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Every other month our blog posts a tutorial showing how to take at home the pictures we create in the studio. If you have a question about our suggestions please don’t hold back - write to us.

Would you like Via U! to create your photography instead of doing it yourself? Anywhere in the world you live, we are here to help.

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I am an advertising photographer in NYC. My pictures help large corporations sell more and keep their brands looking fresh. I am also the founder of Via U!, an online studio dedicated to creating photography that helps people selling in Etsy increase their sales too.

1. August 2011 15:54

Making an Ordinary Plastic Bottle Look... Extraordinary

How to take photos of a product plastic container and make it look great? Here is a step by step tutorial showing how to create highlights that can make plain materials look out of this world.

Make a background sweep using wrapping paper and empty boxes. It is a good idea to put a few heavy things inside the boxes so they are not empty anymore.

Please take a look at this post


To diffuse the light use a piece of translucent acrylic (plexiglas). This piece is 12” x 24 but certainly you could use a larger one. A larger size is more flexible and will allow you to take pictures from higher camera angles. Acrylic sheets come in different thickness and densities. This one is 1/4” thick and translucent. It gives maximum transmission of light and it’s use in light boxes. A good all purpose piece for objects the size of a bottle is 24” x 24”

It’s important that the edge closer to the camera stays free of anything that blocks the light.  You can use two spring clamps in the other side to hold the acrylic in place.

To control the light you will need to move the flash from the front to the back. The closer the flash is to the acrylic the smaller the area with light will be. Leave about 2 feet of space between the acrylic and the edge of the table to have enough the space to play.

If you place the flash so that some of the light goes out of the acrylic the highlight on the bottle will have a bright edge that will make glossy surfaces look... glossy.

Placing the flash at the center creates a highlight with soft edges.

You may like putting highlights that start from the back of the bottle.
This is one case when bigger would definitely have been better, I ended up putting the flash at the very edge of the table after all.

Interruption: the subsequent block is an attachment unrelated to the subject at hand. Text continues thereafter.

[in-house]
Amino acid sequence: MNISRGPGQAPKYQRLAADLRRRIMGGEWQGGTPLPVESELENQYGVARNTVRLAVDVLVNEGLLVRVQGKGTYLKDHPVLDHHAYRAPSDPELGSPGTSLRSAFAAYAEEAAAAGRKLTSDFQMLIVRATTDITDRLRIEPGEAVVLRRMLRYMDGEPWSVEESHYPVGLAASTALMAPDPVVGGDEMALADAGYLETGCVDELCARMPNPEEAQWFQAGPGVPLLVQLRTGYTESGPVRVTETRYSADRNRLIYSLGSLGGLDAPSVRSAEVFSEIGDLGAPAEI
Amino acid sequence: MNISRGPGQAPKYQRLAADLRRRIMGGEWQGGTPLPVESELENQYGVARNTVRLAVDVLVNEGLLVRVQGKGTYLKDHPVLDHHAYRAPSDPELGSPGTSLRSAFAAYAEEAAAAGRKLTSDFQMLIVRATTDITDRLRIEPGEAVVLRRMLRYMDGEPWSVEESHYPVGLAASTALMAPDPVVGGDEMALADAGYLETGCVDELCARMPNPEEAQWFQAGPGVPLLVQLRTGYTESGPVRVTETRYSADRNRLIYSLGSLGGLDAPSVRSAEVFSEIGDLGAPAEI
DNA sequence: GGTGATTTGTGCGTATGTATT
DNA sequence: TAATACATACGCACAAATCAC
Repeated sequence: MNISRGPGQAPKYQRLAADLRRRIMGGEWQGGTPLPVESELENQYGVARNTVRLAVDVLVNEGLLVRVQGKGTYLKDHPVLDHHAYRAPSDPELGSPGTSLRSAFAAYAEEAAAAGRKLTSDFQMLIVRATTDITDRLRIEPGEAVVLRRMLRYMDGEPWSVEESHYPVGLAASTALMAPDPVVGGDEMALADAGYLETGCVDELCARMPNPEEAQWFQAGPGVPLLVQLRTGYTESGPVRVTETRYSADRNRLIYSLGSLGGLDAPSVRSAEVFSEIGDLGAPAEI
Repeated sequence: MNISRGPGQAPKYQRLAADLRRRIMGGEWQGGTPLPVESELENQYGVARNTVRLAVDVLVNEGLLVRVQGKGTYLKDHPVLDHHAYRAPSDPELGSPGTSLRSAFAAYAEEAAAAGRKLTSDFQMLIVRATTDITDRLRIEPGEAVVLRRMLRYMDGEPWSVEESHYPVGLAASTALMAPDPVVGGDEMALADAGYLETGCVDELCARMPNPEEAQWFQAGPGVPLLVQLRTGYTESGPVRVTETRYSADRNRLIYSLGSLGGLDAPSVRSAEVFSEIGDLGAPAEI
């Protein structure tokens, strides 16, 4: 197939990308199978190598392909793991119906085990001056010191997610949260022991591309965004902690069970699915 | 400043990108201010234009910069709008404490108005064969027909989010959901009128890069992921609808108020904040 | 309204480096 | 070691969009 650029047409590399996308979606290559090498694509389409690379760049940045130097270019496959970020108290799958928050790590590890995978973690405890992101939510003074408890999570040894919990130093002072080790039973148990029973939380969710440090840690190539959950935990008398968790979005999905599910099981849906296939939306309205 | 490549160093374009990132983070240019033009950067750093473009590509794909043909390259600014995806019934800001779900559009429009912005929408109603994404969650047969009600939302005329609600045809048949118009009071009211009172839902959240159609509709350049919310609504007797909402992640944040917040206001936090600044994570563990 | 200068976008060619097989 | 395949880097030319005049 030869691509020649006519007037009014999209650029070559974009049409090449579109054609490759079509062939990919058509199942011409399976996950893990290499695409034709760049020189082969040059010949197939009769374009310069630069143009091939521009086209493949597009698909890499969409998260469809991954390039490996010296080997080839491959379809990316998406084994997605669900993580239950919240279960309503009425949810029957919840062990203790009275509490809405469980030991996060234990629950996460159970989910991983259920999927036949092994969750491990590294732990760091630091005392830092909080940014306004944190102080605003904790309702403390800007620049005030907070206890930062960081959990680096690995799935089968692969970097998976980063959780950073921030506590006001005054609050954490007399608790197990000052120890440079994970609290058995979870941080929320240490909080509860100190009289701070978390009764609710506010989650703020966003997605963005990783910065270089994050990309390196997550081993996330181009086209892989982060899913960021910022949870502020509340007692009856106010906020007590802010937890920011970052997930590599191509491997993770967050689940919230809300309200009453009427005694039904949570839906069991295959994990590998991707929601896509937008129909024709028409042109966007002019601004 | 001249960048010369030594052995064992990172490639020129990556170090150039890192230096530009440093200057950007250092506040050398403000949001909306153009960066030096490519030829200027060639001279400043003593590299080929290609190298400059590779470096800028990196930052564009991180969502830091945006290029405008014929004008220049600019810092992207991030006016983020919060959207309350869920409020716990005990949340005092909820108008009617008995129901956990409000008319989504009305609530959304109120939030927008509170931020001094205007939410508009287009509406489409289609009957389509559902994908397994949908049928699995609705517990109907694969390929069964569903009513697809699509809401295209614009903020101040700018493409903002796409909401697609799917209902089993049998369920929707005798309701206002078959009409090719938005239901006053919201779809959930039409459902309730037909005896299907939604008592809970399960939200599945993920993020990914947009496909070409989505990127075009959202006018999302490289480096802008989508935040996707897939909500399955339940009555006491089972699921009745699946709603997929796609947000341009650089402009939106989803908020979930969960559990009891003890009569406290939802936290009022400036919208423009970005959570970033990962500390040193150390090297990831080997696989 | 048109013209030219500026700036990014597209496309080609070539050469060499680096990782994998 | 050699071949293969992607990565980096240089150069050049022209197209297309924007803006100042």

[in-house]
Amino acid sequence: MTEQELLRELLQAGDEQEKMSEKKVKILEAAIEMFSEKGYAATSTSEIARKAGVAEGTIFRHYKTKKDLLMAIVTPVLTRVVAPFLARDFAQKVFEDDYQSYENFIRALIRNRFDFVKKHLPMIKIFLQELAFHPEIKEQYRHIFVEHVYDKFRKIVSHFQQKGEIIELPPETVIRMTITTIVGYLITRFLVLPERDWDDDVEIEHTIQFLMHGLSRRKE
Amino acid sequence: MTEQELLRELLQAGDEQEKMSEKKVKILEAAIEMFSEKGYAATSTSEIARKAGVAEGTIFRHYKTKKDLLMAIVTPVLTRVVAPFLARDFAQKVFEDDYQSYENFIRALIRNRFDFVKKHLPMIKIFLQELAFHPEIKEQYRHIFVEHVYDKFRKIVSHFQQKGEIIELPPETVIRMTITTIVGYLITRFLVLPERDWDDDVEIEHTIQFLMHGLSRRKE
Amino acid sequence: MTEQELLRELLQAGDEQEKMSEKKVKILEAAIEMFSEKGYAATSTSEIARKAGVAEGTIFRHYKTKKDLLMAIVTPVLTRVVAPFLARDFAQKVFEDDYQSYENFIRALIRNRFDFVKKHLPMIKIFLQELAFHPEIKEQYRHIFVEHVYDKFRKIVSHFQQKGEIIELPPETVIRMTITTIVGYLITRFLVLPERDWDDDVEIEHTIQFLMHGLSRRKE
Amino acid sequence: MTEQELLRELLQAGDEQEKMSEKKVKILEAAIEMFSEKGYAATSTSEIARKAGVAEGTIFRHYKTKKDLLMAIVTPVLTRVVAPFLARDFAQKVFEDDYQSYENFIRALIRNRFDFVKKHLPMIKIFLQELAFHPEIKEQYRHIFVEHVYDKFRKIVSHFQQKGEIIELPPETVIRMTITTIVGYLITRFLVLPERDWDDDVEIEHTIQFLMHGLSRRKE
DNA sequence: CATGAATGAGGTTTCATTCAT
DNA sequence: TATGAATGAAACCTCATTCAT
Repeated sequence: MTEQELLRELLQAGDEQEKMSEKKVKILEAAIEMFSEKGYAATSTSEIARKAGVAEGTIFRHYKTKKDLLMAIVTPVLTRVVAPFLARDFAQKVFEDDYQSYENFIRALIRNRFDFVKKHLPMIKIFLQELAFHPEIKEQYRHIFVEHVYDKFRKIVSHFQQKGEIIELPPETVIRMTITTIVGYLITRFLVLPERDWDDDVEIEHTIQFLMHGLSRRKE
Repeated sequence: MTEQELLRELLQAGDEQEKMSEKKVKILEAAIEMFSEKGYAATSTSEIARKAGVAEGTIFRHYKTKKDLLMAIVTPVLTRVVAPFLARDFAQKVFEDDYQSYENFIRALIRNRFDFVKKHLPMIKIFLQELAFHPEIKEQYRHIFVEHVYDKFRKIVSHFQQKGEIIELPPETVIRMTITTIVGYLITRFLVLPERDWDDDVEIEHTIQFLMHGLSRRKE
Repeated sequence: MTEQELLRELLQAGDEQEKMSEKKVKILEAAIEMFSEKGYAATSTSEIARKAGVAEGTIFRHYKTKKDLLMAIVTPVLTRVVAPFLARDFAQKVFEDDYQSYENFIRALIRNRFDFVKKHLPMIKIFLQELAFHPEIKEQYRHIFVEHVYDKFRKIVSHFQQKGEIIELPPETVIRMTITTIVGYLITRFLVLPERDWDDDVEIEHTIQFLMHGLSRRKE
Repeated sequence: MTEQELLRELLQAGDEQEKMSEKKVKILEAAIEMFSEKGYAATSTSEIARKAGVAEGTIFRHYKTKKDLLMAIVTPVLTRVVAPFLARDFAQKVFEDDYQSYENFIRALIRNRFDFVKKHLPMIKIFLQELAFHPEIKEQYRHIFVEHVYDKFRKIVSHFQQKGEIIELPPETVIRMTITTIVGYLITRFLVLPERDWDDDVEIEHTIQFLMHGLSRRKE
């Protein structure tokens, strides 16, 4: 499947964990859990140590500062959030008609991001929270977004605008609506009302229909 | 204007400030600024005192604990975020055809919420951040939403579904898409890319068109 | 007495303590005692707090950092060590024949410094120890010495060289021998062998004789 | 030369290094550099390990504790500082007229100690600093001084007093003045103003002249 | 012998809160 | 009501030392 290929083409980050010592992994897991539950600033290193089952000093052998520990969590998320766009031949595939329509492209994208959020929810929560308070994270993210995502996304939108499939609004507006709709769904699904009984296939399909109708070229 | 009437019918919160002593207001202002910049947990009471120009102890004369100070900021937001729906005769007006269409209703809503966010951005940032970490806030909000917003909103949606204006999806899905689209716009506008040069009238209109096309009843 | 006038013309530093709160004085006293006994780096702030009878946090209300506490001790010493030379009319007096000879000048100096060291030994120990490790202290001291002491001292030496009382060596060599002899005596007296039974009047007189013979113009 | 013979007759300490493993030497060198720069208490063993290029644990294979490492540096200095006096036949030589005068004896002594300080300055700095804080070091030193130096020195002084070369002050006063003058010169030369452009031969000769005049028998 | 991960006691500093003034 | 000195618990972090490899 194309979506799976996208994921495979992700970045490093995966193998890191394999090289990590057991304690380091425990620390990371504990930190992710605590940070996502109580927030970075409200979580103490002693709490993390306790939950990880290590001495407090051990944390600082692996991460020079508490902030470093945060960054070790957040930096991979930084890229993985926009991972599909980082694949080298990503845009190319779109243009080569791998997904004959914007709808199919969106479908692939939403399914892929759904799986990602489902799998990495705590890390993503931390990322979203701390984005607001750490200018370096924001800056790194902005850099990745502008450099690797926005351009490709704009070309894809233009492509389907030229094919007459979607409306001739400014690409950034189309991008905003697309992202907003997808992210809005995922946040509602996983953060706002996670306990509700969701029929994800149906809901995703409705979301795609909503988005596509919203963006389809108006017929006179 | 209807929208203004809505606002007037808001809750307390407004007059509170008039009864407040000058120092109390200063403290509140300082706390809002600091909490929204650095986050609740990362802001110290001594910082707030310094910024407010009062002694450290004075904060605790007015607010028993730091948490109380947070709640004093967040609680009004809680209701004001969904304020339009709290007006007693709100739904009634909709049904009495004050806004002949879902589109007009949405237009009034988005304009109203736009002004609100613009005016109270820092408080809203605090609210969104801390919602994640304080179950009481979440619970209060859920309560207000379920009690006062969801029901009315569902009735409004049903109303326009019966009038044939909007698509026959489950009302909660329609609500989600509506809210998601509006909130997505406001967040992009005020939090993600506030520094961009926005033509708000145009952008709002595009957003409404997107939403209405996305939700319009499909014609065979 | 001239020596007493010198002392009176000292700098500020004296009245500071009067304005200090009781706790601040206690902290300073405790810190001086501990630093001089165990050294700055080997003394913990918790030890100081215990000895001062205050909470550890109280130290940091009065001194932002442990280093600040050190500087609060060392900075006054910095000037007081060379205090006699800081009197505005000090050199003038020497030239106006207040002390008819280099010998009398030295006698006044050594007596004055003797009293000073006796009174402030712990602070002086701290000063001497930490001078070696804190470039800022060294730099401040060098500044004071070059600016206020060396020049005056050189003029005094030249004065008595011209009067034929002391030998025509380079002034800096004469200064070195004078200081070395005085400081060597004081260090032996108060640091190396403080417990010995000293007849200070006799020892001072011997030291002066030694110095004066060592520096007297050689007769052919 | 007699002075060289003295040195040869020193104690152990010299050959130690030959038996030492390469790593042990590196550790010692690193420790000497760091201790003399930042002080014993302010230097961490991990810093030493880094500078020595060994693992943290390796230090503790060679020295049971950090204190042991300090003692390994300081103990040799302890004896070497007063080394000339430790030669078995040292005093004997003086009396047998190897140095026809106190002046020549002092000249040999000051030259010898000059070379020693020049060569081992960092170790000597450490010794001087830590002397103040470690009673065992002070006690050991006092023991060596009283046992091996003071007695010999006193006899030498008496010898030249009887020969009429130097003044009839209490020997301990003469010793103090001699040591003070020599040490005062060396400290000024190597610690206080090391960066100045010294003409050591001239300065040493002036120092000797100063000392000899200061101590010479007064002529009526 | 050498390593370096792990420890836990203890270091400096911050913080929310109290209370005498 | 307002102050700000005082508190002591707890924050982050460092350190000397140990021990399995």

If you like to make a larger highlight you will need to spread the light more. Put a second piece of acrylic between the flash and the bottle.

To create a highlight on the other side of the bottle use a reflective material to bounce the light from the flash. Here I used a piece of shiny silver cardboard that is 12 x 18.

You can buy one in an art store or make your own

You can control the size and shape of highlight by rotating the silver card and by moving it closer, or further away, from the bottle. The closer to the bottle the card gets, the bigger the size of the highlight.

Putting the card close to the lens moves the highlight to the center of the bottle.

Isn’t amazing the options a piece of cardboard can give?

This is where I ended up putting things to photograph a matte plastic bottle...

... and for a glassy bottle.

Cleanser is a loan from Steam Bath Factory, thank you Tabitha.

To make shout look brawny I did not use the card at all and let one side of the bottle stay dark.


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21. June 2011 09:36

Fire, Silicates, Beasts and Humans

Clay is a naturally occurring aluminum silicate composed of fine-grained minerals. These minerals are typically produced over long periods of time by the gradual weathering of rocks by water and collected in deposits by gravity. Clay contains low concentrations of carbonic acid and other diluted solvents. The combination of these molecules impart plasticity to the material and the property of hardening when fired or dried.

 

“I grew up in a rural setting, so throughout my life I have engaged in
constant observation of animals of all kinds, both wild and domestic.
They all have different roles, jobs, and methods of communication, so
this serves me well in my work.  If I have an idea for a sculpture that
needs a certain motif, for example fragility, innocence, or speed, I
might use a deer or a bird.  Different animals have been messengers in a